WILL IT be third time lucky in the battle to remain in the Premier League, or will Sunderland finally have their fingers burnt after years playing with fire at the wrong end of the table?
After the euphoria of the Wear-Tyne derby was followed by the most feeble of collapses against Crystal Palace, many Sunderland supporters don’t know what to think.
It seems to have been like this all season; a campaign where convincing arguments could equally be made for the glass being half full or half empty.
The Gazette’s Chris Young considers three reasons for optimism and three reasons for pessimism heading into the home straight of the race to stay in the top flight.
THREE REASONS WHY SUNDERLAND WILL STAY UP:
1. Points on the board
Just two wins would take Sunderland to the 35-point mark, which has been widely tipped as the safety point in a particularly low-scoring bottom six this year.
Admittedly, after a measly five Premier League victories all season, it would be pleasantly surprising if the Black Cats suddenly won two of the last six games.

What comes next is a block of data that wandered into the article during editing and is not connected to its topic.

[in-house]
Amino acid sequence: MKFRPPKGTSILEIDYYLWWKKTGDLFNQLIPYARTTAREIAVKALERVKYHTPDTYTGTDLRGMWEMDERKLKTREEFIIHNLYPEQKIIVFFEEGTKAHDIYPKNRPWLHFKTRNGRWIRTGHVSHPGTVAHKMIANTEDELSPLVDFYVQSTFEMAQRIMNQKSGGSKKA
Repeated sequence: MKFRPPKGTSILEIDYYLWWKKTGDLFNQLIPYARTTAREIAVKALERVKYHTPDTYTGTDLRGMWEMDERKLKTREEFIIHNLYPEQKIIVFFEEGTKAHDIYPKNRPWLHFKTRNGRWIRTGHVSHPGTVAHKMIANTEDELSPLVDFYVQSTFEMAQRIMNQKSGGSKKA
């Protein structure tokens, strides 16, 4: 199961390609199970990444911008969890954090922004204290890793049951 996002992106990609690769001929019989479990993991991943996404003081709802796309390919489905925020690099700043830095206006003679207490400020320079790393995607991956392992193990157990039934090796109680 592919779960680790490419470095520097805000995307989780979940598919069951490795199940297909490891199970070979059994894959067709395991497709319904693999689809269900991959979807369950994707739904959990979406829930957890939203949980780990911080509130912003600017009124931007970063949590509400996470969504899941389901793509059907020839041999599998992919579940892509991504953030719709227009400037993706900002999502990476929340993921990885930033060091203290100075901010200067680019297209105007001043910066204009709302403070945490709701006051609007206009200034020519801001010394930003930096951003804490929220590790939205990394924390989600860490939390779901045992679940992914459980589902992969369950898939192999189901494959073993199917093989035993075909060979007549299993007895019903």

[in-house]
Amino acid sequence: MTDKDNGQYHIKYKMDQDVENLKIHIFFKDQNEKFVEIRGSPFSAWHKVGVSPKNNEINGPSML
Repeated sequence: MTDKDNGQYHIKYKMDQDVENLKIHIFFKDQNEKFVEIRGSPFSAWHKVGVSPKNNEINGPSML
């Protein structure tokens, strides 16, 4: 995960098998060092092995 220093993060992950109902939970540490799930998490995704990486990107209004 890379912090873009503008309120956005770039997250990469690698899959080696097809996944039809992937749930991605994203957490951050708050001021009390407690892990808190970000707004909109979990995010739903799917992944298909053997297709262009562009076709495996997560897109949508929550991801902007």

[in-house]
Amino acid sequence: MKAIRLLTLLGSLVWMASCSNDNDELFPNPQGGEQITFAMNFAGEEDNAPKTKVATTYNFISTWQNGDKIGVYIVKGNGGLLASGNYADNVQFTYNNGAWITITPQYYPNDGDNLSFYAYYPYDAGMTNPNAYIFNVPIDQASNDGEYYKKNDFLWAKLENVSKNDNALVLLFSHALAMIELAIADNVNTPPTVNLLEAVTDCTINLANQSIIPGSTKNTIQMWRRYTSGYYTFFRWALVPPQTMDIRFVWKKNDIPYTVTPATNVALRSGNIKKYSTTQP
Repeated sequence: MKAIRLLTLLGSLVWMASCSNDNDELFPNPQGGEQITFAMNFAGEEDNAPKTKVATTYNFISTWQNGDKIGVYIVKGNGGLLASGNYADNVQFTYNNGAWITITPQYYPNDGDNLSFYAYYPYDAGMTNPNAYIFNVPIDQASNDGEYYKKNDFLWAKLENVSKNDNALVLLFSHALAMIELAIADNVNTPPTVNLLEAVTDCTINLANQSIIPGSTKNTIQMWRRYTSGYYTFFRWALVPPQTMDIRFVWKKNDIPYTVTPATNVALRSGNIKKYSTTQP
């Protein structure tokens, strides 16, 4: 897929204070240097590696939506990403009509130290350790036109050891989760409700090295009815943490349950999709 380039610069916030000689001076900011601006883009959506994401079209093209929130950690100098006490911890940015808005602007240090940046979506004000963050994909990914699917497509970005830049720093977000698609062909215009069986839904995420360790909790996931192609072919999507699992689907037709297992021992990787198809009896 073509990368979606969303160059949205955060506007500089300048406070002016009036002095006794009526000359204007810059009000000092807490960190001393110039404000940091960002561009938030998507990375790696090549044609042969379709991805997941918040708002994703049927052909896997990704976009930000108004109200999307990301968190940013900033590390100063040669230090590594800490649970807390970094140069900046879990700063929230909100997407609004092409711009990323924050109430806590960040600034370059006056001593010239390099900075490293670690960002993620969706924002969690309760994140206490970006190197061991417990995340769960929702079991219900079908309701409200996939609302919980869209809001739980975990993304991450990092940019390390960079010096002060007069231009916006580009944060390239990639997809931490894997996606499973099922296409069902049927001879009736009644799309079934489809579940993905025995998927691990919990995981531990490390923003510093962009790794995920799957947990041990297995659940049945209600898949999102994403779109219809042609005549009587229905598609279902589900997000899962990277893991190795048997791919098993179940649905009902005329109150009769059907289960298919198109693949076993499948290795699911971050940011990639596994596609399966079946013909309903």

But do Sunderland even need that many?
That three-point buffer with the drop zone is a deceptively big one – albeit Leicester and Burnley both have the chance to take chunks out of it tomorrow – when no side in the bottom five has won more than twice in their last 10 games.
Are any of those teams suddenly going to win twice, let alone three times in the run-in? Sunderland were very much the exception last season.
If Dick Advocaat’s men can get a win and a draw or two over the run-in, that is likely to be sufficient.
Been there, done it, got plenty of t-shirts. For the likes of John O’Shea, Lee Cattermole and Seb Larsson, this is not their first relegation fight.
In each of the previous two seasons, they have helped to shepherd Sunderland from the jaws of doom to the pastures of safety.
That’s a vital asset to have.
Yes, Sunderland’s players demonstrated their mental fragility when they went one down against Crystal Palace, but in that final home game against Leicester, in particular, it will all come down to holding your nerve.